Veterans tell students they’d serve again
Lionville Middle School hosted its 7th annual Veterans Day assembly
UWCHLAN >> Several veterans on Veterans Day told Downingtown students on Friday that they would do their service again “in a minute.”
The Patriot’s club students welcomed and introduced the veterans present at the Lionville Middle School seventh annual Veterans Day assembly. Lionville students, of the Downingtown Area School District, were able to ask veterans about their service.
When asked if they would serve their country again, U.S. Marine veteran Doug Forsythe simply said “in a minute.” Another veteran who served in the Vietnam War as a combat medic after he enlisted. He said he “wouldn’t do anything different.”
Garrett Gulish did not think he would join the military, until he heard a recruiter at his high school talk about flight planes. It became his path when he thought it would be “cool.” Gulish, who served in the Air Force from 1996 to 2006, was deployed to Iraq and Afghanistan. He added that during his service, he had been to six continents.
When asked by a student how old the veterans were when they joined the military, several veterans joked that they were around the age of the Lionville students who are in seventh and eighth grade. Veteran Jim Fox held up a photograph of himself of when he first joined the military as a teenager.
Veteran Shawn Carter said that most of the veterans at the assembly had joined at 18 or 19. After he graduated from high school, Carter decided to join the Army before he attended college. He served for 23 years. He then pursued his higher education and graduated from West Chester University. He said he had to retire in 2009 as a staff sergeant after he was injured twice in a week. He received two purple hearts and a bronze star, among several other honors.
Carter served in the Gulf War and in Iraq. He met former President George Bush when he was treated at Walter Reed Army Medical Center. He also met President Barrack Obama and carries the challenge coin he received from him.
Carter said that he talks to other veterans who he shares a bond with and they can relate to each other. A Navy veteran who served for 26 years said that it helps service members to have support from their families while they serve. He came from a military family.
“I would do it again in a heartbeat,” he said. “A lot of it has to do with your family and whether your family deals with you being in the military. Your wife has
to be able to at least stand it, they might not like it. If they don’t, it can be very hard for you to stay in the service.”
Several of the veterans said that when they thought they would be drafted for the Vietnam War, they signed up for the military. Some said because they were not married and did not enroll in college, that they knew they could be drafted and signed up. Among them, one noted that every male in his in senior class had been drafted.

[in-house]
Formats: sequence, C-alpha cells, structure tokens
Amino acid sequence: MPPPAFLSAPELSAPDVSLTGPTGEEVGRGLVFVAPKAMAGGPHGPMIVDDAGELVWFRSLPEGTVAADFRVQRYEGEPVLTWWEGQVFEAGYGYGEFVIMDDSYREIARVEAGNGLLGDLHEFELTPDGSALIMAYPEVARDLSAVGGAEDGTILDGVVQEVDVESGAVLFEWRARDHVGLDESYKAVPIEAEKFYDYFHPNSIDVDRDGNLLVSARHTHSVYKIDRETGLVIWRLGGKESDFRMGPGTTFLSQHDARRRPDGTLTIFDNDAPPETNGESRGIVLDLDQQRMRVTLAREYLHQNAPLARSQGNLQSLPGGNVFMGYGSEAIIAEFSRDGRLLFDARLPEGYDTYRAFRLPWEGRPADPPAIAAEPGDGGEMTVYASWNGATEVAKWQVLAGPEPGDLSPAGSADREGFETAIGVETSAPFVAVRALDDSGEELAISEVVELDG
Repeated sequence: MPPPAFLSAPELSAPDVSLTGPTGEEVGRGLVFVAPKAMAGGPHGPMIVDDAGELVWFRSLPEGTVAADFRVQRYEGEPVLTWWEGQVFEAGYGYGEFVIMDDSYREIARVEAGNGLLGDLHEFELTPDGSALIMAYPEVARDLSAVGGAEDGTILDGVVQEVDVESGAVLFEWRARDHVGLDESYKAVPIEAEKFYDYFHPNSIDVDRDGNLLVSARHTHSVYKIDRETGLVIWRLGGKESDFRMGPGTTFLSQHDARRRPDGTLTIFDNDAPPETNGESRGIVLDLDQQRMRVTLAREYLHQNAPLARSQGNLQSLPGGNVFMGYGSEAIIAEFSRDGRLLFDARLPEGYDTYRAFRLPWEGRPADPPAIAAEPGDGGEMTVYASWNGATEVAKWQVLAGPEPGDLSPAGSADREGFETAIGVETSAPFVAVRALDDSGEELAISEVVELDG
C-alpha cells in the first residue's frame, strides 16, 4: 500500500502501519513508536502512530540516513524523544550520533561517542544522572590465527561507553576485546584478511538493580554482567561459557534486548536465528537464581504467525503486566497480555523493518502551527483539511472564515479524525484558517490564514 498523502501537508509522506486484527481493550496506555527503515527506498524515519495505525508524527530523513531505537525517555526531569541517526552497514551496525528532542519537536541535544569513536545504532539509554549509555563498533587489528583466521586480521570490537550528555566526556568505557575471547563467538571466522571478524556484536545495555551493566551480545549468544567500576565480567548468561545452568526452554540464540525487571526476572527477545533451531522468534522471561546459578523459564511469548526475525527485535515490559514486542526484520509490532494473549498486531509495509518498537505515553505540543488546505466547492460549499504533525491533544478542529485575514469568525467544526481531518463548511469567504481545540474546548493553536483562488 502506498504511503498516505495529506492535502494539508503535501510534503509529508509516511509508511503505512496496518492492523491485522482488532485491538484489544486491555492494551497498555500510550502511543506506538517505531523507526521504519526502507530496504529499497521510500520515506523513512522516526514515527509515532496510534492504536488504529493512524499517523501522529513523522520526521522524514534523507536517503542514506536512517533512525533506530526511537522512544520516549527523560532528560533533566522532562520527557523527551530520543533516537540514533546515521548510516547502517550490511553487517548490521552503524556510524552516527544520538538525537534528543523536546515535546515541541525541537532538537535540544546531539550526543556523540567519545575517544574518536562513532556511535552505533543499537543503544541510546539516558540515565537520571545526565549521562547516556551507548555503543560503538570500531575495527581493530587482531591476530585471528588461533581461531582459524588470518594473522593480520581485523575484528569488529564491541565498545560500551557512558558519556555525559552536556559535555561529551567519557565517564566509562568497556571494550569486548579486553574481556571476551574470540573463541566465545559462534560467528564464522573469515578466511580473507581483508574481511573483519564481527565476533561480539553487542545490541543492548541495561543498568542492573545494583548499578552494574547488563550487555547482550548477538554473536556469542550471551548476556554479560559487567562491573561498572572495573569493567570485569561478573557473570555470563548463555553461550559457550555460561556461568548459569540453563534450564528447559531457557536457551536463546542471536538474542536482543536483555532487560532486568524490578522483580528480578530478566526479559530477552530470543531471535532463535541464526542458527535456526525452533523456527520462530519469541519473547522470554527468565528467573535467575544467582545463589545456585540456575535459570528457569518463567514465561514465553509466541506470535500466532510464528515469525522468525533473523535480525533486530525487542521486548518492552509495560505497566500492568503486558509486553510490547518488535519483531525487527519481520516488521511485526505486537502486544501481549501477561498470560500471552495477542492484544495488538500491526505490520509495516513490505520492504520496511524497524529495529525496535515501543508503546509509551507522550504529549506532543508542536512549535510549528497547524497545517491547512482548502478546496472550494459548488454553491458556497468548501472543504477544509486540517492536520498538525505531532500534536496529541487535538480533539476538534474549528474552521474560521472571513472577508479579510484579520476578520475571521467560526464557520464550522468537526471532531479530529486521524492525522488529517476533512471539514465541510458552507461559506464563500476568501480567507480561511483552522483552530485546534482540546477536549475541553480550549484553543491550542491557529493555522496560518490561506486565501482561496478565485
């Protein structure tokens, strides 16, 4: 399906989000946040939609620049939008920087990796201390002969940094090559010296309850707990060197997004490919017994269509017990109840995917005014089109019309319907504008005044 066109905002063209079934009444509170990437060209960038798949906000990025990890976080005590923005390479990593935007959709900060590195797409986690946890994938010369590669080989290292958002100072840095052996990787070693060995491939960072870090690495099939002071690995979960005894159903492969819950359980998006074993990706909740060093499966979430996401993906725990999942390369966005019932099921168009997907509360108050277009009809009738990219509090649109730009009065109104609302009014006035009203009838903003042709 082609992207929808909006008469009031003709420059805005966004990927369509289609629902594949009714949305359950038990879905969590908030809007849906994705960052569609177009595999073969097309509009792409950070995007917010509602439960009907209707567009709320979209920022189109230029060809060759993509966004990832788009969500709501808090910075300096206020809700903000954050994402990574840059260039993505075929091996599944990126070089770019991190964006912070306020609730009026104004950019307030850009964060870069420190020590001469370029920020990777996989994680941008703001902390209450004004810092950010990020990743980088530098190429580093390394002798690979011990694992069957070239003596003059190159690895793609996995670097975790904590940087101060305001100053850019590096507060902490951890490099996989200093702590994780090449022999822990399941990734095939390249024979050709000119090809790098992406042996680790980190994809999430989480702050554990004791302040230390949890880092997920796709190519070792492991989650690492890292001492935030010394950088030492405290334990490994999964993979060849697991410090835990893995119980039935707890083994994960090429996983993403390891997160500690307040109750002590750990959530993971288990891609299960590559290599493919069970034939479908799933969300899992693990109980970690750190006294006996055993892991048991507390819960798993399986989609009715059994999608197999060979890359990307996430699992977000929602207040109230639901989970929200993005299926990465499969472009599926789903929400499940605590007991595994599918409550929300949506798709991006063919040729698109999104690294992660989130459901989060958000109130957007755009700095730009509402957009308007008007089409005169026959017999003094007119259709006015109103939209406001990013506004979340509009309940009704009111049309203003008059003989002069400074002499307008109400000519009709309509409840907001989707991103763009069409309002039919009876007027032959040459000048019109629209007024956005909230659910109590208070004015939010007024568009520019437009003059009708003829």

When a student asked what basic training, or boot camp, is like, most of the veterans laughed because it would be difficult to explain in a few minutes. Several veterans gave thanks to their drill sergeants for preparing them.
Army ranger veteran George Armentrout said in boot camp, the soldiers learned that “you did what you were told, when you were told, how you were told and you did it to the best of your ability.”
He said they trained to work together because they depended on each other. He served from 1959 to 1983. He said he still talks to the men in his unit and that they understand because they served in the Vietnam War together.
One veteran was stationed in South Korea because she could speak Korean. Other veterans talked about how it was difficult to communicate in areas where they did not speak the language. One veteran said he learned how to say a few words in Japanese, such as water. He also learned how to say “good morning to you all.”
Lionville Principal Jonathan Ross told the students that it is the least that they can do on Veterans Day to honor the veterans by thanking the brave men and women for their service.
Ross noted a friendly rival between military branches. He said he grew up seeing the Republican and Democrat party have a similar rivalry. He referred to the presidential election on Tuesday when Republican Donald Trump won the presidential-elect over Democrat Hillary Clinton.
“The two sides always came together to do what’s best for our country,” Ross said. “I think that’s what our military does. I can only hope that our political leaders will follow their example and come together and do what’s best for our country in the coming days.”
Lionville Middle School students cheer on Friday for the veterans who attended the school’s seventh annual Veterans Day assembly held on Veterans Day. Above, Navy veteran Bob Norwood, who served from 1952 to 1963, talks to Lionville students.
Lionville Middle School students cheer for the veterans who attended the school’s seventh annual Veterans Day assembly held on Friday. Army Ranger veteran George Armentrout, right, said that the soldiers learned in basic training to perform their tasks to the best of their ability.
Lionville Middle School students cheer for the veterans who attended the school’s seventh annual Veterans Day assembly.